According to the Marchetti Brothers’ accountant however, the subsequent loss of business from threats, abuse of customers and the “wedge” achieved by their rivals, had moved the company’s profitability out of the black and into the red (Scotsman, 4 September 1984). This was obviously a far more serious situation than a few incidents of violence, so the firm put a third man into the battlefield. The unfortunate new employee — Andrew Doyle — was presumably chosen because, as the Glasgow Herald described him. he was “a young man of massive appearance but quiet disposition” (11 October 1984). In court, he was described as . . . not a hassle man. He was just a young boy from a nice family (Glasgow Herald, 7 September 1984). At one point in the war. according to the Herald, “the beleaguered company secretary of the van firm. Marchetti Brothers, asked a colleague What is it going to take to stop these people . . .  a body?”‘ But these six deaths have only stopped the activities of the men convicted. A social system based on conflict will not be restricted by the charred remains of a few human beings. Even as they were being sentenced, other members of their team were putting further ice cream vans on the road. This is despite the fact that “ever since the fire which killed the Doyles . . . Marchetti Brothers have tried to re-establish themselves in Haghill” (Glasgow Herald, 11 October 1984).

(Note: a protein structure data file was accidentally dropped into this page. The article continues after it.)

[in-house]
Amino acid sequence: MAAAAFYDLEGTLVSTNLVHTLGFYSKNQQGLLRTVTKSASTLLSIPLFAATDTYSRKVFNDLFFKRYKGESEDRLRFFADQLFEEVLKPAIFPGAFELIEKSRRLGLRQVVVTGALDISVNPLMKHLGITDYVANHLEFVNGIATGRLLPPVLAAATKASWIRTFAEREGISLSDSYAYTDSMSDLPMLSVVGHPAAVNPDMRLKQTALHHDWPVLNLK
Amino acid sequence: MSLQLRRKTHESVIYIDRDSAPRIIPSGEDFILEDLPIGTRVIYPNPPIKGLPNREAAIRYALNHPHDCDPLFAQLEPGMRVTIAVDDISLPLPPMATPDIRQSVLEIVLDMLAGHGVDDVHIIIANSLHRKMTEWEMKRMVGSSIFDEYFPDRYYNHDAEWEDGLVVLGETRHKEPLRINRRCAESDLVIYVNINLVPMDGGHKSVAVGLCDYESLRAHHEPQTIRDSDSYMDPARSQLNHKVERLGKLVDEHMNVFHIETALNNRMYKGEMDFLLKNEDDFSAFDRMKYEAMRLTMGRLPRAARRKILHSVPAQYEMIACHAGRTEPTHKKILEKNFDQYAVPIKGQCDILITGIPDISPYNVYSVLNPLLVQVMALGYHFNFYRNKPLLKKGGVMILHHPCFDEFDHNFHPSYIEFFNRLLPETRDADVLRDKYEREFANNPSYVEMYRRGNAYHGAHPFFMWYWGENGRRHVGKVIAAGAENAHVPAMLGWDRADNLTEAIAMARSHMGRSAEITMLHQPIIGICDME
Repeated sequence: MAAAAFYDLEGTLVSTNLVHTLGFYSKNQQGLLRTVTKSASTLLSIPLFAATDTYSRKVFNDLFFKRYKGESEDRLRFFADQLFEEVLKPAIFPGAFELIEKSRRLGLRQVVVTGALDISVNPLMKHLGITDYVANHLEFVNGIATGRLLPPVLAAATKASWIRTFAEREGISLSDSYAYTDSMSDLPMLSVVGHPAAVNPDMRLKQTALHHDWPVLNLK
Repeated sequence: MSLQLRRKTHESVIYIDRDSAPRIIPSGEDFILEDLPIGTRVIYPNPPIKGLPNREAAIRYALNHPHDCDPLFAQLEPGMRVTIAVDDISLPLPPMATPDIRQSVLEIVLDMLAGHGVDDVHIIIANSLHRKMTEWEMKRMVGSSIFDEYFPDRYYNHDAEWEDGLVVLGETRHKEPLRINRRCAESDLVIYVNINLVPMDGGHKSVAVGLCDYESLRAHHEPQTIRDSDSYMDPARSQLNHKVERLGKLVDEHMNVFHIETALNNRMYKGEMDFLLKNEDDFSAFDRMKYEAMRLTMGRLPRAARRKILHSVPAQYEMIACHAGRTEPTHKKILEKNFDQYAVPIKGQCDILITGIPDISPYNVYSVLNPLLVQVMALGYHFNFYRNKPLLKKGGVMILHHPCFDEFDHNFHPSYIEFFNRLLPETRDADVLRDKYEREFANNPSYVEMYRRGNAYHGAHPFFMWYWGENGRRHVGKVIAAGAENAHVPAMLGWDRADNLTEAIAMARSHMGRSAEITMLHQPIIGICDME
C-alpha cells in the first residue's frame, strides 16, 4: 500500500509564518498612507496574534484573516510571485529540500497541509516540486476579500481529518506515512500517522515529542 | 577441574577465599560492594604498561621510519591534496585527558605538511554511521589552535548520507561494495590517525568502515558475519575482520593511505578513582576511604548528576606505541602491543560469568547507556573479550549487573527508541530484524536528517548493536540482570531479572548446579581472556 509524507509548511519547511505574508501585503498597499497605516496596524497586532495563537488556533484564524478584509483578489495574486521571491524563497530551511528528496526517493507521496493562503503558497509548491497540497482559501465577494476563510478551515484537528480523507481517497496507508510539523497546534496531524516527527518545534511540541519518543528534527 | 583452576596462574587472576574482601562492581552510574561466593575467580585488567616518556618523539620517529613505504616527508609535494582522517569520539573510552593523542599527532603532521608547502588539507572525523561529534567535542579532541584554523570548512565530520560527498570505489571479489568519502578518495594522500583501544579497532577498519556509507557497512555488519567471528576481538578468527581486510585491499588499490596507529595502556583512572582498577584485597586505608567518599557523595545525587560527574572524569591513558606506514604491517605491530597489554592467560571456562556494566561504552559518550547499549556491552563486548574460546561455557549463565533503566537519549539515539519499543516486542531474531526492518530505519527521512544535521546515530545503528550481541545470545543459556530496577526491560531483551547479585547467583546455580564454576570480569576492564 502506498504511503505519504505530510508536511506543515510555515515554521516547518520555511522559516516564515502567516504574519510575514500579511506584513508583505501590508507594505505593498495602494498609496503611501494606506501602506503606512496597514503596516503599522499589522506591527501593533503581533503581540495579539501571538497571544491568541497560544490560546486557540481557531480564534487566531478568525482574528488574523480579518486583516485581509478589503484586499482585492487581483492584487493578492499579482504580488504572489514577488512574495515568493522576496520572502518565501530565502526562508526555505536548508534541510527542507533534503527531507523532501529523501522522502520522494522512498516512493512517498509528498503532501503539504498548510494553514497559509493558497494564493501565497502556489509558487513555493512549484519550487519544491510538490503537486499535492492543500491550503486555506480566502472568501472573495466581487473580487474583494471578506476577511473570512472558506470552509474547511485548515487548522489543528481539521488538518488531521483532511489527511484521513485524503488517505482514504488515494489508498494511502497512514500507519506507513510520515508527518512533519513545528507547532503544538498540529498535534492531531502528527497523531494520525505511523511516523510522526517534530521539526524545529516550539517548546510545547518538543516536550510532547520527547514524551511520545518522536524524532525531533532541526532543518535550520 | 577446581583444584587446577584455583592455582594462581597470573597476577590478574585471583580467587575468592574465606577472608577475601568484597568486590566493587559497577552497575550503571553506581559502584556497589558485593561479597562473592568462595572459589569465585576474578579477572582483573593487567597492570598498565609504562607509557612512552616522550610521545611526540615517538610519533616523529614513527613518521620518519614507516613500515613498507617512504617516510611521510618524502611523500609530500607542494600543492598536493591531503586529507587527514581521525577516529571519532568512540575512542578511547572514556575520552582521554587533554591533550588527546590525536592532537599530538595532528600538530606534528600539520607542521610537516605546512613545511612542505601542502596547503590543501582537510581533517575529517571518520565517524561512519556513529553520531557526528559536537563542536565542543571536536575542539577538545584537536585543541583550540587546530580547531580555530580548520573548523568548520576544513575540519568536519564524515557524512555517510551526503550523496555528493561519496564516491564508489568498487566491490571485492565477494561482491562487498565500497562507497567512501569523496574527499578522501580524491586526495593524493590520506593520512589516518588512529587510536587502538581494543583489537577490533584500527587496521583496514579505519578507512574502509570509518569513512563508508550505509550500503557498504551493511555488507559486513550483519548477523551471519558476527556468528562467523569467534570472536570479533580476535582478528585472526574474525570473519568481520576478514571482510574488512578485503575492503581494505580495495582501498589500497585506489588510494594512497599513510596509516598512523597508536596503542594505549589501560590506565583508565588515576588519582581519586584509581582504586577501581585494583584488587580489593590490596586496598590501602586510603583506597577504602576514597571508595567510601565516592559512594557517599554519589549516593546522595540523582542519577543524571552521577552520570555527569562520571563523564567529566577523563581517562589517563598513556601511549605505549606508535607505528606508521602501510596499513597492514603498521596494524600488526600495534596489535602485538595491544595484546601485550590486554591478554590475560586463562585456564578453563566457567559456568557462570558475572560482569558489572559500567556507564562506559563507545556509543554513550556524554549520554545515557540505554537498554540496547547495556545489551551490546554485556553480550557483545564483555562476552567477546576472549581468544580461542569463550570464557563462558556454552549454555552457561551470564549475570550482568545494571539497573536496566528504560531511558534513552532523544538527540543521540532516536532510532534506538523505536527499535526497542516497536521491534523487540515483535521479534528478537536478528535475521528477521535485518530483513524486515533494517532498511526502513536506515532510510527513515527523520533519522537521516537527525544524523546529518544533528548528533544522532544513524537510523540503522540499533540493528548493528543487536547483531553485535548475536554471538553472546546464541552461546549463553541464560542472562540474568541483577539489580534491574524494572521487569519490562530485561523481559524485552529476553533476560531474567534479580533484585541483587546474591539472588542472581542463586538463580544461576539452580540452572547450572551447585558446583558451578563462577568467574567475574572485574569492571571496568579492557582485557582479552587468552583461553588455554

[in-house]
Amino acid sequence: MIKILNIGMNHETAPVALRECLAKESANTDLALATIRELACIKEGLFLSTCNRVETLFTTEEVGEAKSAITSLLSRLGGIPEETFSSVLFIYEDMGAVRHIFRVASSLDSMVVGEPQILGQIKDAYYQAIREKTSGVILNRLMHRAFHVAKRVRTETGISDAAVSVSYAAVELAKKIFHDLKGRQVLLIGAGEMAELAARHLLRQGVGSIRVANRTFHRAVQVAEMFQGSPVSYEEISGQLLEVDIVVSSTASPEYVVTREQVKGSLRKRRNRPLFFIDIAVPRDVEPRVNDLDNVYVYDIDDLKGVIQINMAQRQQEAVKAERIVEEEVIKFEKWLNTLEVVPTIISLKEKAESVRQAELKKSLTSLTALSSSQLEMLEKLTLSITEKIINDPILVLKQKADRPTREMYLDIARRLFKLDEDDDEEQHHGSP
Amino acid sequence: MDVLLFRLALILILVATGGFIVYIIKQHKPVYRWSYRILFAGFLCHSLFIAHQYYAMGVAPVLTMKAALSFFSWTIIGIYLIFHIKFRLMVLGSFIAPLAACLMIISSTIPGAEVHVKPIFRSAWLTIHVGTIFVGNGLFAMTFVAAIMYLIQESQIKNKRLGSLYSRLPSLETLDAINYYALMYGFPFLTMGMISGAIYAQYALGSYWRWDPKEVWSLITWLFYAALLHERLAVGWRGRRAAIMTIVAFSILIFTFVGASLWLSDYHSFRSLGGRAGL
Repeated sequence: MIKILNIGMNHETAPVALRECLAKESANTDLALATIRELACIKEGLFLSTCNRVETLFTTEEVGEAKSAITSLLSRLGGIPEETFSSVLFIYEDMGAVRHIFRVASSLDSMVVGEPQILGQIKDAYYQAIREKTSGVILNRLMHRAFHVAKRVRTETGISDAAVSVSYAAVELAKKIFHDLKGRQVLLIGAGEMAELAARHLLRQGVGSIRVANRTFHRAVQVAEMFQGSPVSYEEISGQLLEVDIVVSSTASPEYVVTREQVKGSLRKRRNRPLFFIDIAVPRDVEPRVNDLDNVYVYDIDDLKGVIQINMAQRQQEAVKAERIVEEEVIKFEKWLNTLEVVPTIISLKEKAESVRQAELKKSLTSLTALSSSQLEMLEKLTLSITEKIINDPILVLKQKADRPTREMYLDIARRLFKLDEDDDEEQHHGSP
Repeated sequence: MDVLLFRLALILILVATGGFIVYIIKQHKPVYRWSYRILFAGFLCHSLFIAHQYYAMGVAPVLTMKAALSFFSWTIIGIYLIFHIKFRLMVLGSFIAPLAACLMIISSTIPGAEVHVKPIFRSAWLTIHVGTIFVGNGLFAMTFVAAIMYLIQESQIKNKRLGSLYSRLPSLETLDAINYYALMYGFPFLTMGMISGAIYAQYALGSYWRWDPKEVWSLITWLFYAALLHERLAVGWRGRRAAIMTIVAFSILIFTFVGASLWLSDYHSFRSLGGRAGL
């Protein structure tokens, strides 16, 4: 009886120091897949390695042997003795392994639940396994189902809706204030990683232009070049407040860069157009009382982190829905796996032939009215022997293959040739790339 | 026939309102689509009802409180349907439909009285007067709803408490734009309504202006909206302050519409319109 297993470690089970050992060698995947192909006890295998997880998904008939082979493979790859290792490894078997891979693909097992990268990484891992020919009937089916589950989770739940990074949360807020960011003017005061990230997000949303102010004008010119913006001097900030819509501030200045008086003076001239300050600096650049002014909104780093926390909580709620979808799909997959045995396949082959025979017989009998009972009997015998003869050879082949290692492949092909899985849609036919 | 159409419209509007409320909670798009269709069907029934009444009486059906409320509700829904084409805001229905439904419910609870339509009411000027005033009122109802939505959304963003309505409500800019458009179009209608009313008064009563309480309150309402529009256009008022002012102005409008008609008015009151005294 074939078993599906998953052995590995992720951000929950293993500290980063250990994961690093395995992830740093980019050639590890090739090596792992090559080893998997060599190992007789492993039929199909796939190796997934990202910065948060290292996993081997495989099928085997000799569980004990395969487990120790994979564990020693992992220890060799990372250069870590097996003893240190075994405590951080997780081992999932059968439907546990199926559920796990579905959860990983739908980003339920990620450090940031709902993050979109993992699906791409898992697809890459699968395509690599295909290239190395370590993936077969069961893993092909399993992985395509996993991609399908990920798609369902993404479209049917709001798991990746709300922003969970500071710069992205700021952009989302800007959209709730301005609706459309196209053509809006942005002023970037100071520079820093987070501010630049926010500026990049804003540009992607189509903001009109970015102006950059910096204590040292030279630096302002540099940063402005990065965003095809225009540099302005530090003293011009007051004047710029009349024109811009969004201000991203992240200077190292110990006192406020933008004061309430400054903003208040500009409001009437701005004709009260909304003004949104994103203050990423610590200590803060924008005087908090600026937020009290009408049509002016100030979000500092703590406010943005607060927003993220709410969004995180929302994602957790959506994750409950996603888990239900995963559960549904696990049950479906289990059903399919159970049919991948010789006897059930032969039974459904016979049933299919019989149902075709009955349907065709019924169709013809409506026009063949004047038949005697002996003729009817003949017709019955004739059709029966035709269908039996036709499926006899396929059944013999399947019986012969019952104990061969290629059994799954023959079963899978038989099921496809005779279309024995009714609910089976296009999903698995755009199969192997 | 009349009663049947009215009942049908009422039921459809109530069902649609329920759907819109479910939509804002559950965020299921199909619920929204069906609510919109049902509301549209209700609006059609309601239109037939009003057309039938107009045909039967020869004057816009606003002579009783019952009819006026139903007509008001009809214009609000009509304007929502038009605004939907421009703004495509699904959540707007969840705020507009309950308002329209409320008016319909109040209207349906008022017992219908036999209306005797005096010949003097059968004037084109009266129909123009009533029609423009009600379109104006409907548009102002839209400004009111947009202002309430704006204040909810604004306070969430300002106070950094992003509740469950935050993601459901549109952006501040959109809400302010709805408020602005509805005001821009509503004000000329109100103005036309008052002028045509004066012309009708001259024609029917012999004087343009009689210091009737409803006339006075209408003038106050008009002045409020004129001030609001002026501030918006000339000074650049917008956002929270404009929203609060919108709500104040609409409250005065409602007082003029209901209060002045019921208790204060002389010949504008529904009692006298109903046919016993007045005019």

The war, it would seem, must go on. This is not an unfortunate little incident, a sad aberration in an otherwise acceptable society. St Tropez had its own ice cream war fought on the beaches of the Riviera this summer, with French police arresting one man for planting explosives in the sand (“Beaches mined in ice cream war”, Guardian, 23 July 1984), and all over the world the same conflicts arise, initiated by the rivalry of a system of society in which access to wealth is controlled by a minority in conflict. rather than by the whole of humanity in co-operation.

But of course those who stand to gain most profit out of these battles are not those who do the fighting. Quite the opposite would seem to be true in this case. The Glasgow Herald considered it “a matter of considerable embarrassment” that the owners of the two rival companies were related through marriage and enjoyed harmonious relations. The fighting and dying then is left for the workers, whether it is Andrew Doyle or the two would-be entrepreneurs whose only mistake would appear to be that they did the job themselves. In fact, while denying in court that he was overheard in a pub offering “an easy £300” for help to “torch” the Doyle house, one said “if I wanted somebody assaulted. I would assault him . . .” (Glasgow Evening Times. 28 September 1984).

All violence under capitalism, from world war to muggings, is for property — be it the land and wealth within borders or the notes in a pensioner’s purse. In each instance can be seen the effects of a society based on control and powerlessness; ownership and non-ownership. Capitalist society is no innocent bystander but rather the main determinant of human behaviour.

Brian Gardner